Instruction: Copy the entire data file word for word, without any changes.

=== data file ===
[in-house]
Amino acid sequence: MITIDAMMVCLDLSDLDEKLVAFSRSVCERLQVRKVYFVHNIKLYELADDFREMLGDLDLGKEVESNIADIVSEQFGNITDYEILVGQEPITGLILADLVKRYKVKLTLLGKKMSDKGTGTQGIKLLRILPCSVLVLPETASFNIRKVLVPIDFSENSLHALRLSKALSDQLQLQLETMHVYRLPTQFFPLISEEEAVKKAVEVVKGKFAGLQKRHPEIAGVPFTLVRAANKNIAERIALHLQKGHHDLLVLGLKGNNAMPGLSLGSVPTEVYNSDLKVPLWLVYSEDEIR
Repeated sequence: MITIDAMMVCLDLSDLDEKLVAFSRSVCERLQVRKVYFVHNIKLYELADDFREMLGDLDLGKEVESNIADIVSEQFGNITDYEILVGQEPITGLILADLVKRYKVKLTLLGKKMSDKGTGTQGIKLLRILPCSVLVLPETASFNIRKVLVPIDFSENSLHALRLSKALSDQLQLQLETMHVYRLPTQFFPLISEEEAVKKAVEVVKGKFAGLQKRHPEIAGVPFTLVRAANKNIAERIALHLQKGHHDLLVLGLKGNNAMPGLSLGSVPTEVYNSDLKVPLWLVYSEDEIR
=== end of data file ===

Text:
[in-house]
Amino acid sequence: MITIDAMMVCLDLSDLDEKLVAFSRSVCERLQVRKVYFVHNIKLYELADDFREMLGDLDLGKEVESNIADIVSEQFGNITDYEILVGQEPITGLILADLVKRYKVKLTLLGKKMSDKGTGTQGIKLLRILPCSVLVLPETASFNIRKVLVPIDFSENSLHALRLSKALSDQLQLQLETMHVYRLPTQFFPLISEEEAVKKAVEVVKGKFAGLQKRHPEIAGVPFTLVRAANKNIAERIALHLQKGHHDLLVLGLKGNNAMPGLSLGSVPTEVYNSDLKVPLWLVYSEDEIR
Repeated sequence: MITIDAMMVCLDLSDLDEKLVAFSRSVCERLQVRKVYFVHNIKLYELADDFREMLGDLDLGKEVESNIADIVSEQFGNITDYEILVGQEPITGLILADLVKRYKVKLTLLGKKMSDKGTGTQGIKLLRILPCSVLVLPETASFNIRKVLVPIDFSENSLHALRLSKALSDQLQLQLETMHVYRLPTQFFPLISEEEAVKKAVEVVKGKFAGLQKRHPEIAGVPFTLVRAANKNIAERIALHLQKGHHDLLVLGLKGNNAMPGLSLGSVPTEVYNSDLKVPLWLVYSEDEIR